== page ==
On the other hand, if the sensitivity is not adjusted according to the fits, measured resonance amplitudes (e.g., in Fig. 10) cannot be reproduced by the model. Contact damping parameters calculated under these conditions are not further used. When applying the calibration and taking the error of the calibrated values into account, the error of the contact damping parameter is approximately ±15 %. The effect of calibration on the contact stiffness is negligible; i.e., contact stiffness only deviates by less than 1 % from values calculated without calibrating the sensitivity. To be able to reproduce measured amplitude and phase characteristics (cf., Fig. 10), the calibrated values of piezoactuator sensitivity in Fig. 11 are used for the subsequent calculations. Interpolation of the data points is used to provide values of the sensitivity at arbitrary frequencies in the range of 1 to 500 kHz.
The subsequent step in the calibration is to calculate a position of the tip, which results in the best agreement of the contact stiffnesses of all contact resonance peaks used for the calibration. This is done by choosing a selection of different positions, performing all previous steps of calibration for them, and, as shown in Fig. 12a, comparing the calculated contact stiffnesses. The position with the lowest deviation between the modes is assumed to be the most consistent.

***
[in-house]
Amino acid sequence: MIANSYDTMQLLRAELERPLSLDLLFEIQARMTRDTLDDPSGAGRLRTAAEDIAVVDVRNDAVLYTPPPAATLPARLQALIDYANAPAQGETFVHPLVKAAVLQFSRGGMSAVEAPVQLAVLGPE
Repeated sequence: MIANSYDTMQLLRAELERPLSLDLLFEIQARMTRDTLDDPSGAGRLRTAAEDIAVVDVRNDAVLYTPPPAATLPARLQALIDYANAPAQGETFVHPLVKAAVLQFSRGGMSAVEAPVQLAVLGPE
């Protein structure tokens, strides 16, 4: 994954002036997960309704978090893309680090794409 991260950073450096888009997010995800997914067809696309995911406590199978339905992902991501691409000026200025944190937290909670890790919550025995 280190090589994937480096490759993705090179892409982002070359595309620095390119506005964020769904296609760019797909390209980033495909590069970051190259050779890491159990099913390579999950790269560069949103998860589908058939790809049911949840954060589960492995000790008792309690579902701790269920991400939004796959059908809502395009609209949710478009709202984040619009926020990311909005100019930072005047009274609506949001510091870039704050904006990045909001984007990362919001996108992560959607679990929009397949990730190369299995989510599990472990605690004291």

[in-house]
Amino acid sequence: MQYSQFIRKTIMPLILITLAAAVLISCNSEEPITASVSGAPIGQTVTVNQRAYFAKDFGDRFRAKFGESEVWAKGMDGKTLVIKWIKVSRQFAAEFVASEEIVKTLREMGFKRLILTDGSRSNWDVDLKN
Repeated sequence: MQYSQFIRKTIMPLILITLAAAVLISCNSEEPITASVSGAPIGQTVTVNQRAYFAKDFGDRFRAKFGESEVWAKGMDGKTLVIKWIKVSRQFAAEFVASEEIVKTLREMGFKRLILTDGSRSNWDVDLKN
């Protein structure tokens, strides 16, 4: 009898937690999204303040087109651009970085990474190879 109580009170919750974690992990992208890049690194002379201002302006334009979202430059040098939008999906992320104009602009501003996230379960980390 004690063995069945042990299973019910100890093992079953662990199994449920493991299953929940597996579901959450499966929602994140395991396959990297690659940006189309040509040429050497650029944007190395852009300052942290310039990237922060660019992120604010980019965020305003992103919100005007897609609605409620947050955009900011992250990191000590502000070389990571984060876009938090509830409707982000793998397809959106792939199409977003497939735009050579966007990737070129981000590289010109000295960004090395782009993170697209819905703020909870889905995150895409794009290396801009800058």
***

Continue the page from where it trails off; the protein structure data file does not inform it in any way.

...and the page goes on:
There are several shortcomings resulting from this procedure, nevertheless. Firstly, not all modes yield usable data for the entire range of selected tip positions. In the case of the first resonance mode, for example, using values above 0.97, the calculated stiffness increases to infinity; i.e., the model cannot reproduce the measured frequency. Furthermore, there is no unique point of intersection of all three curves.